Retired Church of England bishop BACKS demands for compulsory worship to be scrapped in schools


Retired Church of England bishop BACKS demands for compulsory worship to be scrapped in schools because it ‘doesn’t reflect society in which we now live’

  • Law would remove requirement to provide daily mandatory collective worship 
  • Non-religious state schools would introduce ‘inclusive assemblies’ instead 
  • Lord Harries: ‘I am not opposed to compulsory worship in schools in principle’
  • But he says requirement under law does ‘not reflect society in which we now live’

A retired Church of England bishop yesterday backed demands for compulsory worship to be scrapped in schools.

The Right Reverend Lord Harries of Pentregarth, a former Bishop of Oxford, supported a new law that would remove the requirement for non-religious state schools to provide daily mandatory collective worship and introduce ‘inclusive assemblies’ instead.

The proposed Education (Assemblies) Bill, which does not apply to faith schools, was tabled by Liberal Democrat Baroness Burt of Solihull, vice-chair of the all-party parliamentary humanist group (APPHG).

During its second reading in the House of Lords yesterday, Lord Harries – Bishop of Oxford, from 1987 to 2006 – told peers that Christianity is ‘committed to free choice’.

He said: ‘I am not opposed to compulsory worship in schools in principle. 

The Right Reverend Lord Harries of Pentregarth, a former Bishop of Oxford, supported a new law that would remove the requirement for non-religious state schools to provide daily mandatory collective worship and introduce ‘inclusive assemblies’ instead

‘And it was natural that when our society was a predominantly unified one that the beliefs of society as a whole should be expressed in state-funded institutions.

‘But, as is obvious, this is no longer the case. Worship at the moment has to be predominantly of a Christian character but there are millions of people of other religions.’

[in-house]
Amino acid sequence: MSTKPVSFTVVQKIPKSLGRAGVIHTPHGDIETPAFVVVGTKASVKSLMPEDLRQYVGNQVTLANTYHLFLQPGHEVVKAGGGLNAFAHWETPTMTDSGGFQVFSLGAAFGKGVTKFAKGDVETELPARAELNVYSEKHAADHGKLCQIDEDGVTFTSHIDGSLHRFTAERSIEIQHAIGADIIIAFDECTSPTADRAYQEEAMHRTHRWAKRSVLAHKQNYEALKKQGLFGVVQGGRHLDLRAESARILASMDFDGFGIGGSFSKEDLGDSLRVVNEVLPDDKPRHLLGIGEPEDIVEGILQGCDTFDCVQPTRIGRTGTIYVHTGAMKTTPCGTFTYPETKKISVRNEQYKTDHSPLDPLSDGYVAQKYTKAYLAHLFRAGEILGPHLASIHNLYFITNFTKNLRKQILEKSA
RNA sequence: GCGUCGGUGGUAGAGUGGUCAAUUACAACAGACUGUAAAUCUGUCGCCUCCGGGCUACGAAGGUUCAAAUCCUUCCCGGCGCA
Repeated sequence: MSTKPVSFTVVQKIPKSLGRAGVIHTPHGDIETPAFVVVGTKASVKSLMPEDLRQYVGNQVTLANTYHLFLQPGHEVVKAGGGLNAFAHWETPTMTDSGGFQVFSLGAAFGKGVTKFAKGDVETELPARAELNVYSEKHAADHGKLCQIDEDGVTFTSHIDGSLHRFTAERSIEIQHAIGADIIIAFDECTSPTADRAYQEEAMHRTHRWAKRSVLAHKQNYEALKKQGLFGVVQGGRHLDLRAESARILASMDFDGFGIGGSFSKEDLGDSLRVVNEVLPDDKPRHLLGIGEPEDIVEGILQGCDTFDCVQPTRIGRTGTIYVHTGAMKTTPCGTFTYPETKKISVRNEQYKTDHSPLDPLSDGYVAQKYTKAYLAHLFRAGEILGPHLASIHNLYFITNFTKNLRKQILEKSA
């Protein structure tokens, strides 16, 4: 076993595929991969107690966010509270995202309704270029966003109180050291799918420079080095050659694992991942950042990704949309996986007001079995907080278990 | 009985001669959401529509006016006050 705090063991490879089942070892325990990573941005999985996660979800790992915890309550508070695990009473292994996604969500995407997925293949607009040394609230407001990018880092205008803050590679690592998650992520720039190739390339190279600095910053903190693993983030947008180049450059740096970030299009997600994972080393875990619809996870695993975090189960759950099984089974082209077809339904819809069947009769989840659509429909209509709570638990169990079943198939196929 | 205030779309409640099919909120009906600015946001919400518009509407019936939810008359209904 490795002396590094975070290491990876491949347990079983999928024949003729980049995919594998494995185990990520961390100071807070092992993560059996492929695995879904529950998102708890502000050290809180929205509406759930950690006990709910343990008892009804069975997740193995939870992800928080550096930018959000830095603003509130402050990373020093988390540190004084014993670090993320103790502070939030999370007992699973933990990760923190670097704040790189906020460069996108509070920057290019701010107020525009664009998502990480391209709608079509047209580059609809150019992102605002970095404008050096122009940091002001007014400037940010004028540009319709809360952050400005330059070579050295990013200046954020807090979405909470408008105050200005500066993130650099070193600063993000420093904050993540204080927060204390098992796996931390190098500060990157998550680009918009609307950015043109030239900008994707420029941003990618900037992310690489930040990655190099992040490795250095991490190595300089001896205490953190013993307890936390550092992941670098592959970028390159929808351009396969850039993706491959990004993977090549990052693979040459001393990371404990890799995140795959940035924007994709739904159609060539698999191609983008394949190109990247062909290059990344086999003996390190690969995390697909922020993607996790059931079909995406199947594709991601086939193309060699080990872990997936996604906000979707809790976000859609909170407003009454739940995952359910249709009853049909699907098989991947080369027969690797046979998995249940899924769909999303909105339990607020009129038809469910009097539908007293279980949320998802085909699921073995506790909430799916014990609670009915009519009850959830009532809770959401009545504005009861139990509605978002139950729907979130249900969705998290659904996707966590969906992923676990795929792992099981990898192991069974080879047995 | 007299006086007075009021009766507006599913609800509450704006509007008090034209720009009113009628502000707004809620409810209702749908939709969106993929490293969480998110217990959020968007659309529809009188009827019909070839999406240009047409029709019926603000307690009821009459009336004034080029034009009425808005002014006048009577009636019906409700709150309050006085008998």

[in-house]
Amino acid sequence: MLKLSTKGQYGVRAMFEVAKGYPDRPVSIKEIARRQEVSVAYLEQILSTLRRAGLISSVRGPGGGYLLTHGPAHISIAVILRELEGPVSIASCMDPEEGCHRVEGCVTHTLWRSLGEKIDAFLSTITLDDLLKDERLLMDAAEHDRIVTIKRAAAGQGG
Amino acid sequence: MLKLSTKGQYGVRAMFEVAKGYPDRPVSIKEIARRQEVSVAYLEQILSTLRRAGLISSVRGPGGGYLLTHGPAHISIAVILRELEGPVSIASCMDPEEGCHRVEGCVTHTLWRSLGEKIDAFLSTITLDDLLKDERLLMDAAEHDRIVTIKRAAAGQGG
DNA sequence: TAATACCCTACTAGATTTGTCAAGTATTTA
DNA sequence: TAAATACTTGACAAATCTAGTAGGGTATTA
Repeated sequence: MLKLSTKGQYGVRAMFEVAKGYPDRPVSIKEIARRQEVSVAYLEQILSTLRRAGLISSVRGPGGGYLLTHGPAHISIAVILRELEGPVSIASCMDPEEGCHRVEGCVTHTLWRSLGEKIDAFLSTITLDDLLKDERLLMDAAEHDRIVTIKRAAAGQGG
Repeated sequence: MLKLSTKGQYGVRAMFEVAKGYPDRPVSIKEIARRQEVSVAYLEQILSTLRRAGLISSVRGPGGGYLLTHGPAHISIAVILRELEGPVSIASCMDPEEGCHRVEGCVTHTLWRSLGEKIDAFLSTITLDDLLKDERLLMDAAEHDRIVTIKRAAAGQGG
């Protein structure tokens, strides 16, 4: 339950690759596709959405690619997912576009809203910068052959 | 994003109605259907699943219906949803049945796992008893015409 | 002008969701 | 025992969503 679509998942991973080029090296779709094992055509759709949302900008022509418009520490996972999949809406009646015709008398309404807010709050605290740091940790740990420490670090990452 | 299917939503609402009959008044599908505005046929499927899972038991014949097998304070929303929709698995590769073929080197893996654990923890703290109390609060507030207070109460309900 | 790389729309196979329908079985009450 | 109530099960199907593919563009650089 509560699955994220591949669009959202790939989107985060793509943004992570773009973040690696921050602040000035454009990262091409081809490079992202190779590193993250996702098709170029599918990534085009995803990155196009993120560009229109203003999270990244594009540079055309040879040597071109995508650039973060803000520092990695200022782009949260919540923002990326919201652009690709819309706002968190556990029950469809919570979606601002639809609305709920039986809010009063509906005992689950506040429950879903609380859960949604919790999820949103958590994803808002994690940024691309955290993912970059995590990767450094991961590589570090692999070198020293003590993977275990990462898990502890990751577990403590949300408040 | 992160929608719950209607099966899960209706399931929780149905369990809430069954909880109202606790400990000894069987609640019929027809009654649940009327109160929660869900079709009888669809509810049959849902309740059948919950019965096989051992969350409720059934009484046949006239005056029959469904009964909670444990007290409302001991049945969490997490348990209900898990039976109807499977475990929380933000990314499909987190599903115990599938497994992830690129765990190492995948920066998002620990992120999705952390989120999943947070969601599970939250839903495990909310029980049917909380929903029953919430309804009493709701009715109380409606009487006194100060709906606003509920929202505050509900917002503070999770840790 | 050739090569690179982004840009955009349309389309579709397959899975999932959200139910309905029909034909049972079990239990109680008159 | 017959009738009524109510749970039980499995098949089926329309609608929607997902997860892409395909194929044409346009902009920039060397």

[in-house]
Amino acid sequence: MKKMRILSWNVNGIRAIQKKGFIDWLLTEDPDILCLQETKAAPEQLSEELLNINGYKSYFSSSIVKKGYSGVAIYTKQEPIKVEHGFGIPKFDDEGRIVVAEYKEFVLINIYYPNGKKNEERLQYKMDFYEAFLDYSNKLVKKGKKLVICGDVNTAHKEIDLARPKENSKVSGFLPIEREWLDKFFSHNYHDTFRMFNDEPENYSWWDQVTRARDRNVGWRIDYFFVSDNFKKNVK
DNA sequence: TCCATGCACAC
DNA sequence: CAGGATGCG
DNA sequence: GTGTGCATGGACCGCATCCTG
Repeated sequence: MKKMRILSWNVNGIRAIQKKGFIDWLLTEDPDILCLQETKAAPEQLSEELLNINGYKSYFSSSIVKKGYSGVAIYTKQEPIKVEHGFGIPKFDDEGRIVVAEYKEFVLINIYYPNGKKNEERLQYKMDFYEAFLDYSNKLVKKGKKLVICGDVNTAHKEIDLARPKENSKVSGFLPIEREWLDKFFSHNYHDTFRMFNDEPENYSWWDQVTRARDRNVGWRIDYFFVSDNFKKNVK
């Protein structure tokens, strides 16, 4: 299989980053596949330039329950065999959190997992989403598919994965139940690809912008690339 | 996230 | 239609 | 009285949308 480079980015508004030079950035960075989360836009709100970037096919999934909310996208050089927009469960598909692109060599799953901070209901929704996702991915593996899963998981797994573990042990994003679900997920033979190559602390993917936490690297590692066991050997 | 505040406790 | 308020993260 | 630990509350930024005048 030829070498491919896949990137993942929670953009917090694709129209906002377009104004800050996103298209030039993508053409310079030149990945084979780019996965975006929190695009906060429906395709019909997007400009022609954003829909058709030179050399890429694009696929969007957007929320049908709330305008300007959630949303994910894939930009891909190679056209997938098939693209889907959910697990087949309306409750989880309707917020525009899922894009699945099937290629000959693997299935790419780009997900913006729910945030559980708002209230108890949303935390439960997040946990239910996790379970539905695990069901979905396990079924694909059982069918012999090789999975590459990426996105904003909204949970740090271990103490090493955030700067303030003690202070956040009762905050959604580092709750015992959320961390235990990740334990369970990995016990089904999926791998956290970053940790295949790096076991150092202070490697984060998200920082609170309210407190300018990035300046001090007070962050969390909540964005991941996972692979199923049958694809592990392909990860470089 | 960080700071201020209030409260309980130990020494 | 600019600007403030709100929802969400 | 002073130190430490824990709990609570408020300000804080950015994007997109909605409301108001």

He claimed the requirement under law does ‘not reflect society in which we now live’.

Lord Harries added: ‘I support this Bill because Christianity is fundamentally committed to free choice. The only good reason for believing a religion is because you believe it to be true and you personally recognise it to be so.’

But the Right Reverend Steven Croft, one of the successors to Lord Harries as the Bishop of Oxford, said: ‘If the Bill is passed one effect may be to make anything which is more than secular assembly not legal and contested in our schools.’

He said he also feared the Bill risked children growing up ‘in ignorance of the possibilities and depth of the faith traditions’.

The retired Church of England bishop yesterday backed demands for compulsory worship to be scrapped in schools

The retired Church of England bishop yesterday backed demands for compulsory worship to be scrapped in schools 

Baroness Morris of Yardley, a former Education Secretary who did not support the Bill, said: ‘Most children would not know about Christmas carols if they didn’t sing them at school.

‘And as Harvest approaches, one of the reasons we probably all know the hymns of harvest is because we sang them in school.’

She said she did not want a society where youngsters do not know such songs, adding that it gives them a chance to understand the origins of key events.

Speaking for the government, Conservative frontbencher Baroness Chisholm of Owlpen said there is ‘no need’ to amend existing legislation on collective worship.

She said: ‘Collective worship is already flexible and inclusive in nature..’

The Bill received an unopposed second reading and will undergo further scrutiny at a later date. It is unlikely to become law without government support.

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